Metagenomics provide unprecedented insights into the genetic diversity of uncultivated bacteria inhabiting natural environments. Recent surveys have uncovered a major radiation of candidate phyla encompassing the Patescibacteria superphylum. Patescibacteria have small genomes and a presumed symbiotic or parasitic lifestyle, but the difficulty in culturing representative members constrains the characterization of behavioural and adaptive traits. Here we combine in silico and in vitro approaches to characterize the SOS transcriptional response to DNA damage in the Patescibacteria superphylum. Leveraging comparative genomics methods, we identify and experimentally define a novel binding motif for the SOS transcriptional repressor LexA, and we use this motif to characterize the conserved elements of the SOS regulatory network in Patescibacteria. The Patescibacteria LexA-binding motif has unusual direct-repeat structure, and comparative analyses reveal sequence and structural similarities with the distant Acidobacteria LexA protein. Our results reveal a shared core SOS network, complemented by varying degrees of LexA regulation of other core SOS functions. This work illustrates how the combination of computational and experimental methods can leverage metagenomic data to characterize transcriptional responses in uncultivated bacteria. The report of an operational SOS response in presumed symbiotic and parasitic bacteria hints at an intermediate step in the process of genome reduction.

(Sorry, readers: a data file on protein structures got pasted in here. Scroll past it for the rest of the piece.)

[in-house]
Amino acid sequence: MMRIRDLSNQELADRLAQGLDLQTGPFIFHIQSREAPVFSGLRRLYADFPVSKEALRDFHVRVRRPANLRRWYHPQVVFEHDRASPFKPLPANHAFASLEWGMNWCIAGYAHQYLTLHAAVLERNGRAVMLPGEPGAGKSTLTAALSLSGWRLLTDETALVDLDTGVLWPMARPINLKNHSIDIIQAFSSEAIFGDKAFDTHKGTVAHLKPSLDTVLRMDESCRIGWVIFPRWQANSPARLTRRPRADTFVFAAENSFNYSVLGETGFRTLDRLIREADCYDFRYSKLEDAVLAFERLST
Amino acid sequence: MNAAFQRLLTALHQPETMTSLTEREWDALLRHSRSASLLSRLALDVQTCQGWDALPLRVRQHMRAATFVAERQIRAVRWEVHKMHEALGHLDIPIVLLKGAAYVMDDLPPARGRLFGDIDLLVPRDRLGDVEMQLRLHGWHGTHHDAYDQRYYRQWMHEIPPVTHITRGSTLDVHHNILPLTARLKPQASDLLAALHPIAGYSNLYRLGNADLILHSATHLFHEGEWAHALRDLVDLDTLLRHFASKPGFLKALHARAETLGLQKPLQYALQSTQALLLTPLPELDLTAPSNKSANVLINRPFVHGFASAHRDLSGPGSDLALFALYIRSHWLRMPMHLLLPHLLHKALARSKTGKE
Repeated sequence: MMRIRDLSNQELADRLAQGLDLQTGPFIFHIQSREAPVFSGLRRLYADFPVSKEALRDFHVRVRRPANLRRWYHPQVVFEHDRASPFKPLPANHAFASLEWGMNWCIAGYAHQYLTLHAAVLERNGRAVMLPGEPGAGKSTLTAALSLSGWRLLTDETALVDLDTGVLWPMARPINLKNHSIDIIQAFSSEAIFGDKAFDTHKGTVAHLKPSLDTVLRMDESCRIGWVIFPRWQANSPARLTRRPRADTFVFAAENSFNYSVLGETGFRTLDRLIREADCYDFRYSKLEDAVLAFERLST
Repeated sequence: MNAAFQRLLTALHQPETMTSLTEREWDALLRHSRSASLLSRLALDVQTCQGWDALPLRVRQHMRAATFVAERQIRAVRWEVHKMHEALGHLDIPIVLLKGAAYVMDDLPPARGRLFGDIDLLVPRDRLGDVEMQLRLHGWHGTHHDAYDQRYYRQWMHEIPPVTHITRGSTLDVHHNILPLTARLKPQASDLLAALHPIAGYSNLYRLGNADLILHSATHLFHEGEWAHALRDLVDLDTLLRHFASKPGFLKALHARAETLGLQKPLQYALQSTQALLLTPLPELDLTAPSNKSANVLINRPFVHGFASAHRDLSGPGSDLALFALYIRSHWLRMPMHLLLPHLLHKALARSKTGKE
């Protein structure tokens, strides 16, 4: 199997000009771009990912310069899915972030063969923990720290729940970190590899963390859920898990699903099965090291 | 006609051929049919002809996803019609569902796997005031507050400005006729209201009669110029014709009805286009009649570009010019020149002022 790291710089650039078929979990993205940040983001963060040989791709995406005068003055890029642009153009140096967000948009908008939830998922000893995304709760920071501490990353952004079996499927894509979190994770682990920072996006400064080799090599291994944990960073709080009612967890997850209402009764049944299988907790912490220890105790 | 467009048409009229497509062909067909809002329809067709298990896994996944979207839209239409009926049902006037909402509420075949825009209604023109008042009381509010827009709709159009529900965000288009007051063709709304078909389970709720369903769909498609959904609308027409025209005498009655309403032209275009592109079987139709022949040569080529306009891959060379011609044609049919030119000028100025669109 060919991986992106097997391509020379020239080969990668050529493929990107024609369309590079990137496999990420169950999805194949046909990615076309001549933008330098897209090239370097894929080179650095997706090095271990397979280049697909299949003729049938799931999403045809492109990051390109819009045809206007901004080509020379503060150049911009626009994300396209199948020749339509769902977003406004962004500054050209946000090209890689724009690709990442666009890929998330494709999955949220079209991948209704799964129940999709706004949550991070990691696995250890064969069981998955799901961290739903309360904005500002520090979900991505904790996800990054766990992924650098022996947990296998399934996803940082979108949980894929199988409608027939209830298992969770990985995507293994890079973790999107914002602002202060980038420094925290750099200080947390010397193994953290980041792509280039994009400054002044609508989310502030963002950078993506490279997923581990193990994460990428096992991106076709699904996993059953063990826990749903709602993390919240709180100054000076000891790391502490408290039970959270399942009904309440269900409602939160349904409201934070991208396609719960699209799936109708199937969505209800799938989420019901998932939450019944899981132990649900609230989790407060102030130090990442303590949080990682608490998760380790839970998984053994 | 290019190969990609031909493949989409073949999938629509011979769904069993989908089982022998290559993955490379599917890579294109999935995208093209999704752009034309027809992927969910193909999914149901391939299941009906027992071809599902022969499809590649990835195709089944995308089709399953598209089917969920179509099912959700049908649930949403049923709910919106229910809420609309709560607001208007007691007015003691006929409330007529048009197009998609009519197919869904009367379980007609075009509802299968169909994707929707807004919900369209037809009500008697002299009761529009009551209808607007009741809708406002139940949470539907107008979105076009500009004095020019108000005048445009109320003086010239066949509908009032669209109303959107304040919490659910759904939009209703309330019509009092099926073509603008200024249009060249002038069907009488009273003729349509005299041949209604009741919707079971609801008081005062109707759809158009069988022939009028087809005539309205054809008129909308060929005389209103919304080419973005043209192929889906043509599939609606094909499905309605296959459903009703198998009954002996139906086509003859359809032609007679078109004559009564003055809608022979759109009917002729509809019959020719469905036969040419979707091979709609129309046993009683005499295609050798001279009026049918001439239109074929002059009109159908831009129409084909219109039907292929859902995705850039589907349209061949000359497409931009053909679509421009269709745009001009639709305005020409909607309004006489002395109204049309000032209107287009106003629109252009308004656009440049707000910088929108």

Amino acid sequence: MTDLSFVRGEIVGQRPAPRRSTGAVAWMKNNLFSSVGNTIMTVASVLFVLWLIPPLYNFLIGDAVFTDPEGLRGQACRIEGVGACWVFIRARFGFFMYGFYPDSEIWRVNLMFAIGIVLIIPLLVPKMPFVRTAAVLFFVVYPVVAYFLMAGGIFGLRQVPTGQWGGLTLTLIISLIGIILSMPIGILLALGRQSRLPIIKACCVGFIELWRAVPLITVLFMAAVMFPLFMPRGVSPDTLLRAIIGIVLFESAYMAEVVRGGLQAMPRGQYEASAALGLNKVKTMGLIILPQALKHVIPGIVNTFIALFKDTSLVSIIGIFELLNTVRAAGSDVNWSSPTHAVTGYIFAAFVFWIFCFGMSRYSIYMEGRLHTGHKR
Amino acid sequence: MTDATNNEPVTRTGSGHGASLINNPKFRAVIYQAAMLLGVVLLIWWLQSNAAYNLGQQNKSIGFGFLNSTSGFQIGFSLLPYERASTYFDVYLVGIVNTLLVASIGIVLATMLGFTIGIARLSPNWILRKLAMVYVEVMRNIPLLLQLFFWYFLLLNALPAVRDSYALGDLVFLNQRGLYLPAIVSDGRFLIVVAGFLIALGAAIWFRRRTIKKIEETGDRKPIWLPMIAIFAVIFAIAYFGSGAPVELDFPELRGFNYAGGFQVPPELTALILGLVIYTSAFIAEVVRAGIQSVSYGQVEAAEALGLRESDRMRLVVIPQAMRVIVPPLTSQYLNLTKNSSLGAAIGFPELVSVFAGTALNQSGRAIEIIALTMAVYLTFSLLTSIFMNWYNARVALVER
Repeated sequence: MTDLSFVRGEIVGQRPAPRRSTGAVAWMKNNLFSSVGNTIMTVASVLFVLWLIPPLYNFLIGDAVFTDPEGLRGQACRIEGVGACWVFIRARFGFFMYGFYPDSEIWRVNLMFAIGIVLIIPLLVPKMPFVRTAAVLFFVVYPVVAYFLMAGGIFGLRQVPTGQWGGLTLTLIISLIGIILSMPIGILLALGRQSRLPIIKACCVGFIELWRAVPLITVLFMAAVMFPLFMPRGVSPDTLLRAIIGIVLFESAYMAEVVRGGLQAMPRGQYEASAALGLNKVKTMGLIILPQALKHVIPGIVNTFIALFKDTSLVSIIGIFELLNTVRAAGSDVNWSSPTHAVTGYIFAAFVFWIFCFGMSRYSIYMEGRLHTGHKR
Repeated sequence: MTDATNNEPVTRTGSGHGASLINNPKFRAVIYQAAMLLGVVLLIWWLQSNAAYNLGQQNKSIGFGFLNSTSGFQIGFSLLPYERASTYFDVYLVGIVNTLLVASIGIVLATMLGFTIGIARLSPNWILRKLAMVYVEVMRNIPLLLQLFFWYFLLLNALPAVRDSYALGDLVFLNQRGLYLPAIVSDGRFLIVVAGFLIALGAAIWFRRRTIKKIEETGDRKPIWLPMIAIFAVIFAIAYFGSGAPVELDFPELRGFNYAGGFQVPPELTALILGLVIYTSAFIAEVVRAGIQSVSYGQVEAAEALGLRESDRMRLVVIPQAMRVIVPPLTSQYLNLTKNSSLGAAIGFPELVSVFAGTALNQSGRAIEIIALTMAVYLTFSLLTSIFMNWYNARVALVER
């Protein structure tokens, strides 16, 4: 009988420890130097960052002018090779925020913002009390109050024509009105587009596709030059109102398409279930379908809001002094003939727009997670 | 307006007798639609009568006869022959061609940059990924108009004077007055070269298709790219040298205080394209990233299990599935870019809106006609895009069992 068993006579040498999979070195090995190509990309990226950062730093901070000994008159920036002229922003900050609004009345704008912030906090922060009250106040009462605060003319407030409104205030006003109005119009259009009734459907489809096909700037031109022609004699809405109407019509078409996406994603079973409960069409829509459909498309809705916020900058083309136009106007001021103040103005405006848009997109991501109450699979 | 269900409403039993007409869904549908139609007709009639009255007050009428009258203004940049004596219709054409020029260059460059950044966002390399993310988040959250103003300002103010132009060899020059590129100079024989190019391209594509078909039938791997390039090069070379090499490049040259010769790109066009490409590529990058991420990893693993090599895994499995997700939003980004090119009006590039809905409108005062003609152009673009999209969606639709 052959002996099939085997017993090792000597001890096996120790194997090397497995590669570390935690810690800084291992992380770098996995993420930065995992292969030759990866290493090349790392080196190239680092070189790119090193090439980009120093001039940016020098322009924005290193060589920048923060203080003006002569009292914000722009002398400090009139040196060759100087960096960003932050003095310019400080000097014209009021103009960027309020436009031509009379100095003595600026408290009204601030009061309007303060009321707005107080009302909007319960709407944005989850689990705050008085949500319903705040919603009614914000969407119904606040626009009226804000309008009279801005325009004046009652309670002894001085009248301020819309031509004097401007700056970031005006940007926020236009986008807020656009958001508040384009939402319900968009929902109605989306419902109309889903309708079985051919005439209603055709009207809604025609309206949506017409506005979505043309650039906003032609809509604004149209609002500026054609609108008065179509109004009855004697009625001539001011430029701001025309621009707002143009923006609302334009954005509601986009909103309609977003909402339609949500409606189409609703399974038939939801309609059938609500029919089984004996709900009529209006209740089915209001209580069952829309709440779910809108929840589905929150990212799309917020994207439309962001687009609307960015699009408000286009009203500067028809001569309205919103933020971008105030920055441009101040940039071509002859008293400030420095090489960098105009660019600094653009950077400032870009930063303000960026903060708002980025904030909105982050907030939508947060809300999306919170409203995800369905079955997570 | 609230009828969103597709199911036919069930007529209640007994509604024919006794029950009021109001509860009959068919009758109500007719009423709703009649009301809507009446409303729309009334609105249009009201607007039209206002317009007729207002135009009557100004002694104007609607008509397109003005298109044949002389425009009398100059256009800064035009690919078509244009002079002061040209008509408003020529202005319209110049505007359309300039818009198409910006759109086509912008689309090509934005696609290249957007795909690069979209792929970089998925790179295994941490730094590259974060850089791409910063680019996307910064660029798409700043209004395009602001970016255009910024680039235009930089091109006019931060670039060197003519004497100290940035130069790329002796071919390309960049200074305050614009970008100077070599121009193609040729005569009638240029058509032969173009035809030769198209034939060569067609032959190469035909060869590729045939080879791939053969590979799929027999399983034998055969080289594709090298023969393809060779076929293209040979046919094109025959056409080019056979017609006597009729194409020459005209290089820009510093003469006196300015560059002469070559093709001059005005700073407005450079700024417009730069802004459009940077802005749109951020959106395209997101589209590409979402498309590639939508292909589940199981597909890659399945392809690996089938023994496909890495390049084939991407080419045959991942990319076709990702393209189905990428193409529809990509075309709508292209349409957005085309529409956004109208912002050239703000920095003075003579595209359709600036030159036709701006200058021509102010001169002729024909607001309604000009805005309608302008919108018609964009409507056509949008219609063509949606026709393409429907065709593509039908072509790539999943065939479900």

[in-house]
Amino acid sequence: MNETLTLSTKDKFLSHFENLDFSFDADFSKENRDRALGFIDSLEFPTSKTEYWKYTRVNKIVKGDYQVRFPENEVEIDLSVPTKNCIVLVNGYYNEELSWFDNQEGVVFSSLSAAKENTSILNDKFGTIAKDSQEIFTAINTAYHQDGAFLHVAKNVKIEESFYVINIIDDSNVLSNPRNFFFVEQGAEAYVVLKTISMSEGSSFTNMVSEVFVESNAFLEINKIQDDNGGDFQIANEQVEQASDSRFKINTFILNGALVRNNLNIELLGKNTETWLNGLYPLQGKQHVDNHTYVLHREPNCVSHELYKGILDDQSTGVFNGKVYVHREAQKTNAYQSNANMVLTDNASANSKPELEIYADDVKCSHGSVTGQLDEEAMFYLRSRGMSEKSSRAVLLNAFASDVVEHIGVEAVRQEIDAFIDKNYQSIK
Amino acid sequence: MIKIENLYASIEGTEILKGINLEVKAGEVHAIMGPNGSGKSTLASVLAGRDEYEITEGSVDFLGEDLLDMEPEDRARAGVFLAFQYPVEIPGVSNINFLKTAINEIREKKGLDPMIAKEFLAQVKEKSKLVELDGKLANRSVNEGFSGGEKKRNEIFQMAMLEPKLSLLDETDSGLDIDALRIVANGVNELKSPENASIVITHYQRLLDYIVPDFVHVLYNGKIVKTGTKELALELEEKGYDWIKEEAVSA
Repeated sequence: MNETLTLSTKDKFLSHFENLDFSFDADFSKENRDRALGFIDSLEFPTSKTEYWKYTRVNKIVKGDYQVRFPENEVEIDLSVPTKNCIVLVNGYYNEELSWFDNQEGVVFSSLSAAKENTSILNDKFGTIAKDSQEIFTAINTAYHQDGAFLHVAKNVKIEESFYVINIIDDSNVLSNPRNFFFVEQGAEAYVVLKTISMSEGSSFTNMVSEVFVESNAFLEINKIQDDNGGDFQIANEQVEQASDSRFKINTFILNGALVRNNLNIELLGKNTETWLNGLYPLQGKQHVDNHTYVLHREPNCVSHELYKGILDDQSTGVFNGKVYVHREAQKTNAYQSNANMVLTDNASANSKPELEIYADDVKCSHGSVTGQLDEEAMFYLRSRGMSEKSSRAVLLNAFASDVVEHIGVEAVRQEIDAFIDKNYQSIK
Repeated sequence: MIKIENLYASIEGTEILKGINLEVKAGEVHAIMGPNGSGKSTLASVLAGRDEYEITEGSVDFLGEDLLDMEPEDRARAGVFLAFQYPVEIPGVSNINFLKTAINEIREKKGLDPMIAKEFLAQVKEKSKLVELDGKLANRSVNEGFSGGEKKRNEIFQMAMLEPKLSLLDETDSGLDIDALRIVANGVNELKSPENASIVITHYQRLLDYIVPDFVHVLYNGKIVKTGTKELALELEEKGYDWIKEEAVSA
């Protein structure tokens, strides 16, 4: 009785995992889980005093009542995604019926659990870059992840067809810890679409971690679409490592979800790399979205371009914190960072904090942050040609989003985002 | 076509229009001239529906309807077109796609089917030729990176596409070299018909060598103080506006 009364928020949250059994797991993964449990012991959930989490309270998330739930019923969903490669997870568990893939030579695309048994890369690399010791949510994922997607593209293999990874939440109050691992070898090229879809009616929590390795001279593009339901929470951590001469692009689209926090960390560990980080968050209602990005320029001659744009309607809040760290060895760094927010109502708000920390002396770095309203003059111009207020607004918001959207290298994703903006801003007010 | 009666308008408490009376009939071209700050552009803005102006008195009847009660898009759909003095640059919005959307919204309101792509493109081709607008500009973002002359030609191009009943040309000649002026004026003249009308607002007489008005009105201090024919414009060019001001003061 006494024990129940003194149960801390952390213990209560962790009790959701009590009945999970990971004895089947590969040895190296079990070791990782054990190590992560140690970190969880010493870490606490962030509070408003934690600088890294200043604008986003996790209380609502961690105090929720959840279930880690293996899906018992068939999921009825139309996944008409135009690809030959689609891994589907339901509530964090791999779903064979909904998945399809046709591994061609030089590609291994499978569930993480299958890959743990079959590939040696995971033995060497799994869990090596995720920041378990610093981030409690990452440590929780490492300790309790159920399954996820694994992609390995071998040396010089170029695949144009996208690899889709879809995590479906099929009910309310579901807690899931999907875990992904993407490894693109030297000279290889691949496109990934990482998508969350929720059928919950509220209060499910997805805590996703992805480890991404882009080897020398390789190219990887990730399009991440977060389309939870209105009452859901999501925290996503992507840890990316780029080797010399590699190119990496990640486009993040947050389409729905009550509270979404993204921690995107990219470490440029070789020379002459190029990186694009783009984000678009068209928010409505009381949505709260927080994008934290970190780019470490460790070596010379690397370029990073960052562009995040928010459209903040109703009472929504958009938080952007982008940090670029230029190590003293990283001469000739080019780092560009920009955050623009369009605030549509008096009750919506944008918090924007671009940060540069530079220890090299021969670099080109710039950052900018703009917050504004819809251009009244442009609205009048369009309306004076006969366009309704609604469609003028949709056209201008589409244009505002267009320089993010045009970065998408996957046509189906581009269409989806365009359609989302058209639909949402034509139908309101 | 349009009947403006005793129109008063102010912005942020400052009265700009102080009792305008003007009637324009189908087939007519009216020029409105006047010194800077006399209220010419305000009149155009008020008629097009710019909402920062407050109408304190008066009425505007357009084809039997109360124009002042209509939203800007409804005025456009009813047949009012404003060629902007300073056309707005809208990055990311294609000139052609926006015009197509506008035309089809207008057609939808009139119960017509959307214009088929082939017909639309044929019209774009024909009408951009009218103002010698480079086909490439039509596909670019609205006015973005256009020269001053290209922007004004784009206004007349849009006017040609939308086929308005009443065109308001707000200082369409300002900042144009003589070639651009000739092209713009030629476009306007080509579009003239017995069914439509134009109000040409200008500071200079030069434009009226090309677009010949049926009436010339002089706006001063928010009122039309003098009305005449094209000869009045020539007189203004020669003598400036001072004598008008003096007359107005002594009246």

© 2017 Society for Applied Microbiology and John Wiley & Sons Ltd.